The share of energy from renewable sources in gross final consumption in the European Union nearly doubled between 2004 and 2014, and nine countries, including Croatia, have already achieved their 2020 targets, the EU's statistical office Eurostat reported on Wednesday.
"In 2014, the share of energy from renewable sources in gross final consumption of energy reached 16.0% in the European Union (EU), almost double that of 2004 (8.5%), the first year for which data is available," Eurostat said.
"The share of renewables in gross final consumption of energy is one of the headline indicators of the Europe 2020 strategy. The target to be reached by 2020 for the EU is a share of 20% energy from renewable sources in gross final consumption of energy. However, renewables will continue to play a key role in helping the EU meet its energy needs beyond 2020. For this reason, Member States have already agreed on a new EU renewable energy target of at least 27% by 2030," it said.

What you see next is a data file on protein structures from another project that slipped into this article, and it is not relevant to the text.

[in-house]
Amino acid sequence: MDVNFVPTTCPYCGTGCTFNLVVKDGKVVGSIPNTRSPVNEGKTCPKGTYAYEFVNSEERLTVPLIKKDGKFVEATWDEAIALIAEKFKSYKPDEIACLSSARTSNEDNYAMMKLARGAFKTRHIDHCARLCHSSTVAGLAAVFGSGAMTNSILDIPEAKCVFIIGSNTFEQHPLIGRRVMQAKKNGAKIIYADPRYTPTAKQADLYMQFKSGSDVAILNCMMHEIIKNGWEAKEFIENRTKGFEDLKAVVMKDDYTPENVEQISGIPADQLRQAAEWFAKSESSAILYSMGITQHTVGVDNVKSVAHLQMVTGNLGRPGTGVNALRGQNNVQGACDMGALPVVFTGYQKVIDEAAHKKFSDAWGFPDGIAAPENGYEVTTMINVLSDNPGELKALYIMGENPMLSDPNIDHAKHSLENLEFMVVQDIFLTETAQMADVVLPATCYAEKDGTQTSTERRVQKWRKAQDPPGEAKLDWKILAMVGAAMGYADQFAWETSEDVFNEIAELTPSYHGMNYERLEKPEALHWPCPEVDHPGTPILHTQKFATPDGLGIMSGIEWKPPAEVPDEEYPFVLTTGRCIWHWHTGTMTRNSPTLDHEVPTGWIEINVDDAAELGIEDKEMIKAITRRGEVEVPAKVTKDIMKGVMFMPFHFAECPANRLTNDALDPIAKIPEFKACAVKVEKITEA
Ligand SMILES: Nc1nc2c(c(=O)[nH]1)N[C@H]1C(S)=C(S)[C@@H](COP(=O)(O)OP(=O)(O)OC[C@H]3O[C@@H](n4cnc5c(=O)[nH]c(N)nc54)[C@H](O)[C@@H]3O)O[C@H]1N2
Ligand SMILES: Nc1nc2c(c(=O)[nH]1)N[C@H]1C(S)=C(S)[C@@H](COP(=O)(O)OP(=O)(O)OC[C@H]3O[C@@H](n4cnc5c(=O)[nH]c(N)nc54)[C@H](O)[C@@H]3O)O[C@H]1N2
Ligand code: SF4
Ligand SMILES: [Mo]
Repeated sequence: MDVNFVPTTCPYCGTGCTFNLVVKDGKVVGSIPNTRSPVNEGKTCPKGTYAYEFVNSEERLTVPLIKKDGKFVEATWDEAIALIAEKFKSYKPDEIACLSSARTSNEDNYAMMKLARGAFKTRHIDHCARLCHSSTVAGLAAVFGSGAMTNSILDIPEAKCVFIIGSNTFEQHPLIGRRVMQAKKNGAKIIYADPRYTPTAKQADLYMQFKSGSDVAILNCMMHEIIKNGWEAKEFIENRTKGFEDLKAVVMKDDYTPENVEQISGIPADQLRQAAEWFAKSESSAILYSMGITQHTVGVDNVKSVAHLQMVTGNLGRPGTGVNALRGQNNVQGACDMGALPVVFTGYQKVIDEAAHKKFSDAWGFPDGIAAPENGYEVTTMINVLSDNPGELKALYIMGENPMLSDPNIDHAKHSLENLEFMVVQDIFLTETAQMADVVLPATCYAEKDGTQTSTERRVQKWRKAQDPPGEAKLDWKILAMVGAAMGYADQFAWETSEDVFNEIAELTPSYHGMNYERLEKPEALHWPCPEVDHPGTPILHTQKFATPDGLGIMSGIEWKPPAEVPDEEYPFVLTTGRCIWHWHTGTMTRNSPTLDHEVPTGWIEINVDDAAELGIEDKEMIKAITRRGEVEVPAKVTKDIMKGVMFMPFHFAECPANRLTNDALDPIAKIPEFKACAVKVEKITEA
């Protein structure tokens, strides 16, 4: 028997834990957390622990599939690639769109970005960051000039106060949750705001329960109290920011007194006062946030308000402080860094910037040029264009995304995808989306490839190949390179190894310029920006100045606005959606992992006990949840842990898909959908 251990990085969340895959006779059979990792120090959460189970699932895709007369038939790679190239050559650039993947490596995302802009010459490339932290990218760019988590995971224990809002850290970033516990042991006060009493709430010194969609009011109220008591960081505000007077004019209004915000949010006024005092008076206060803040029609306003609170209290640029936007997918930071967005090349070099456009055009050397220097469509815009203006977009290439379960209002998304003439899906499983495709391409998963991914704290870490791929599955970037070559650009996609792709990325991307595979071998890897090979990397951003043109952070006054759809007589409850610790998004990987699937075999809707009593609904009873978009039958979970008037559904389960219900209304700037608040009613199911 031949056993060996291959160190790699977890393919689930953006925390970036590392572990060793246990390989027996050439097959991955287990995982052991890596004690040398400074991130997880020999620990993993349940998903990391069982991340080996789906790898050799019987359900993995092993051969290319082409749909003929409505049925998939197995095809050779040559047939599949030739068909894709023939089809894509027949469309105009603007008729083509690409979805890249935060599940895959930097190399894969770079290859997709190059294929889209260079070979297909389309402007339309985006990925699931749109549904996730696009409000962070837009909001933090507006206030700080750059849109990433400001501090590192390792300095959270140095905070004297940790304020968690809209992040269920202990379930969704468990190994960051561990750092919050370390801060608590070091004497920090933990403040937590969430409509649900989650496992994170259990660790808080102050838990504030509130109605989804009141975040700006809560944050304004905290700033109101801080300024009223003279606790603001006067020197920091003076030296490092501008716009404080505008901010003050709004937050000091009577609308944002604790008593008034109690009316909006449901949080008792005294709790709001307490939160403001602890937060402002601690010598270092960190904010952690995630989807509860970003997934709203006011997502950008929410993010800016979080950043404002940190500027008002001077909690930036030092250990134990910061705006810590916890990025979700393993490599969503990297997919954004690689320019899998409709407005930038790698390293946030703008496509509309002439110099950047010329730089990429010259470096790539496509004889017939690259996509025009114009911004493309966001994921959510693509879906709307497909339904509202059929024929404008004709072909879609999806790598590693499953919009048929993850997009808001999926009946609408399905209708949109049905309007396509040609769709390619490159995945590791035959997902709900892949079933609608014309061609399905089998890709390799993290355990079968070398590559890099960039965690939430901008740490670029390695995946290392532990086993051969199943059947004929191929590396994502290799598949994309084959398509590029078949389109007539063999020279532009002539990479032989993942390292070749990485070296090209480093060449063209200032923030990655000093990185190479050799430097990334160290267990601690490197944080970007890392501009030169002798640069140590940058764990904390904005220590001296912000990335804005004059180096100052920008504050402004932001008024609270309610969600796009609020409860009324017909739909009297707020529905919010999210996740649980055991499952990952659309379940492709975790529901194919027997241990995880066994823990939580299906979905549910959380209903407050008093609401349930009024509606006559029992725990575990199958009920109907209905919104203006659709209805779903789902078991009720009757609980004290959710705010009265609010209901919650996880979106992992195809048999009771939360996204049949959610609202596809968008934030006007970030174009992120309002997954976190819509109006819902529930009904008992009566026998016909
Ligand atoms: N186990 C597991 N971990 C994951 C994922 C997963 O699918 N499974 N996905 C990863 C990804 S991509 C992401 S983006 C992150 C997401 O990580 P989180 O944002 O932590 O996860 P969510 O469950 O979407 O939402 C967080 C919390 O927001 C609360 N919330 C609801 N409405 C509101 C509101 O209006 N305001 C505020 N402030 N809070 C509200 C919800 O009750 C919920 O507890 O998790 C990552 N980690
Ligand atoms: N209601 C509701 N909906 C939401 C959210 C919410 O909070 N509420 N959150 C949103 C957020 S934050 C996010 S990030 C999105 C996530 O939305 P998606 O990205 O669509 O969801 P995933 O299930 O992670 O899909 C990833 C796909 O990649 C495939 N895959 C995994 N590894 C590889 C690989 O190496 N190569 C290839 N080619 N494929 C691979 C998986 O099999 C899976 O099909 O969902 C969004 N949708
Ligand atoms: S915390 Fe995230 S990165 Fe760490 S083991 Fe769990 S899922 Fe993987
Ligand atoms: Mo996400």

Since 2004, the share of renewable sources in gross final consumption of energy grew significantly in all member states. In 2014, compared with 2013, it increased in 24 of the 28 member states, decreased in Bulgaria, Croatia and Slovenia, and stagnated in Hungary.
By far the highest share, of 52.6%, was recorded in Sweden, followed by Latvia and Finland (both 38.7%), Austria (33.1%) and Denmark (29.2%). At the opposite end of the scale, the lowest proportions of renewables were registered in Luxembourg (4.5%), Malta (4.7%), the Netherlands (5.5%) and the United Kingdom (7.0%).
In Croatia, the share of energy from renewable sources in gross final consumption of energy in 2014 was 27.9%, as against 28.1% in 2013. In that way Croatia exceeded the 2020 target of 20% and reached the EU target for 2030, according to Eurostat's report.